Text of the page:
By Don Carter

I teach manufacturing and construction at a public high school here in Bend. My students learn everything from the basic skills of woodworking and construction to computer-integrated manufacturing with robotics systems. They also learn skills directly applicable for good-paying jobs right here in Central Oregon.

In short, our students have a chance to learn practical, real-world skills that help them find rewarding careers and local jobs — whether or not they attend college. It’s career technical education (CTE) and used to be called vocational education.

CTE is a proven way for high-schoolers to learn hands-on skills, as well as basic skills employers are screaming for, like professionalism, problem-solving, critical thinking and teamwork.

Exposure to this education prepares students for the future, whether they become a doctor, an engineer or a mechanic.

This is why I am voting for Measure 98. Oregon doesn’t have a statewide funding for these classes. Schools compete for a limited number of short-term grants.

Measure 98 would provide stable funding so that schools don’t have to compete to offer CTE. There are all kinds of vocational and career tech classes that relate to traditional and high-tech careers that our kids could be taking.

For many students, applied learning is the way they connect the dots on math, science, reading and writing. It’s no surprise that Oregon students who take two or more CTE classes graduate 15 points higher than the statewide average.

Unfortunately, most students across Oregon don’t have the same opportunities as the ones at my school. Not even close.

Only a quarter of Oregon’s high-schoolers take a CTE class. Basically, vocational education in Oregon was eviscerated during the downturn almost a decade ago

Slashing vocational education was a huge mistake, and it’s one reason why Oregon now has the fourth-lowest high school graduation rate in the country.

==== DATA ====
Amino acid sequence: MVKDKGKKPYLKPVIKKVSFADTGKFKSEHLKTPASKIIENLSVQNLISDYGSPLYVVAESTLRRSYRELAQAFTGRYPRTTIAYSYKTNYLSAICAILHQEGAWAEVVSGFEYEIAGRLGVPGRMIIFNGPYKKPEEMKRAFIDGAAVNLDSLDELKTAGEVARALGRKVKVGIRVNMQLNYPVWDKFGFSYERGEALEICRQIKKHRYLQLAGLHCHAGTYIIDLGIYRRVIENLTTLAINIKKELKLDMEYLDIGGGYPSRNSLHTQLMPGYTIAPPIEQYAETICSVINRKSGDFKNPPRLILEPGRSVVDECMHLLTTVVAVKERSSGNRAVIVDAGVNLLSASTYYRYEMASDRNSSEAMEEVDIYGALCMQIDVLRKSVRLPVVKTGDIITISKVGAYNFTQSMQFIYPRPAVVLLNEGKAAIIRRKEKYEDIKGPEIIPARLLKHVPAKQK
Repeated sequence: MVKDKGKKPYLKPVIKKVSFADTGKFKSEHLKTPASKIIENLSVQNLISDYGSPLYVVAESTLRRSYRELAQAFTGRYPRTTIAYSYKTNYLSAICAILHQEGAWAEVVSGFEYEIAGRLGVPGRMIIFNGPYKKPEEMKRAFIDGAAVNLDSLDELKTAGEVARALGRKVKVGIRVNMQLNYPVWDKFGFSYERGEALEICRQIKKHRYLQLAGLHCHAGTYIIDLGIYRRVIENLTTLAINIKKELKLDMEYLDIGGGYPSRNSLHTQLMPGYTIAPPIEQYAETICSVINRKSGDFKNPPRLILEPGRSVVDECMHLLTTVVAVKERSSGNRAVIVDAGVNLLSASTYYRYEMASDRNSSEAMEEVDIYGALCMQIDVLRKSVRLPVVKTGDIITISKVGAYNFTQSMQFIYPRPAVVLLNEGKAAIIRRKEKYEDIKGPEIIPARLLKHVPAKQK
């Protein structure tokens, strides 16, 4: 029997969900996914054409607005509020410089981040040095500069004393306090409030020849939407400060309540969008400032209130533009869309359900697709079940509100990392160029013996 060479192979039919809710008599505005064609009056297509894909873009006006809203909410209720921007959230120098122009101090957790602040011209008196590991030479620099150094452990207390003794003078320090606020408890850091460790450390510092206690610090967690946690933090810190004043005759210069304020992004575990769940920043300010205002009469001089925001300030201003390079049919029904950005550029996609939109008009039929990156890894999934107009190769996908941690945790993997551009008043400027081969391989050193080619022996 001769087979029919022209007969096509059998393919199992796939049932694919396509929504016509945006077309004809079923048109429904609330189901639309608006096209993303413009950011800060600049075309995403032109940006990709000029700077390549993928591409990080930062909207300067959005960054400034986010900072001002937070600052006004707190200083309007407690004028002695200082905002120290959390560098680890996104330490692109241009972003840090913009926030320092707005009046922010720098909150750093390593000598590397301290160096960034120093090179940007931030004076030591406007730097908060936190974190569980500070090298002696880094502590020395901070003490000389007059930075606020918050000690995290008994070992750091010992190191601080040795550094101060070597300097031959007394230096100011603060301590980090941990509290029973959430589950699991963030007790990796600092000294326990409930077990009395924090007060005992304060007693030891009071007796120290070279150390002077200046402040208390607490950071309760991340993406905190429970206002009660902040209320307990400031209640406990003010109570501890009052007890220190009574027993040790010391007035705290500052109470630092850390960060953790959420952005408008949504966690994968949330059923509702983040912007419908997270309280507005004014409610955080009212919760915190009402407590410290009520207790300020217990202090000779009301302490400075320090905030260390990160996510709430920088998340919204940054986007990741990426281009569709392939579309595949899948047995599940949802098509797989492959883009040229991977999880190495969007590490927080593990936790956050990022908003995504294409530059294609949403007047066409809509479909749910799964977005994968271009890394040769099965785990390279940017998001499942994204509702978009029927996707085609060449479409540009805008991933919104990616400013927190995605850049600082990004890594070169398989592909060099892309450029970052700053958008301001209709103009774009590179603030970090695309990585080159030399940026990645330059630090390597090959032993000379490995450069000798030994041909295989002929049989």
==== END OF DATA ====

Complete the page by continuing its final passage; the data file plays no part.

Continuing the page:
One in four Oregon students don’t graduate on time and that adds up to more than 10,000 students each year falling off a cliff. At the same time, local businesses that require skilled workers are having a tough time filling good-paying jobs — jobs that start at $35 an hour plus benefits and retirement.

The bottom line is, whether an Oregon student gets CTE classes these days is luck of the draw — it comes down to where you live because schools are competing for grants.

Too many students get the short end of the stick.

Measure 98, which is on the November ballot, would help ensure that every Oregon high school student has access to career technical education. In addition, Measure 98 would help give all students the opportunity to take early college classes, as well as extra counseling and other support if they need it.

Here’s how Measure 98 is funded: State officials are already projected to collect an additional $1.6 billion in taxes over the next two years because both the population and economy are growing. Measure 98 directs state lawmakers to devote a small portion of that new, unallocated money to Measure 98’s three areas. It’s about $150 million a year or just a little over one percent of the entire state budget.

If Measure 98 passes, the Bend-La Pine school district will receive an estimated $4.2 million for Career Technical Education, college prep and counseling.

It’s such a no-brainer that it’s no surprise Measure 98 has the support of folks from the Oregon Business Association and Bend Chamber of Commerce to the Sierra Club and AFL-CIO. Even both the Democratic and Republican gubernatorial candidates support Measure 98.

Let’s give our students the training and skills they need to succeed in high school and in life. Please join me in voting yes for Measure 98.

— Don Carter lives in Bend and teaches at Bend High School. The views represented are his own.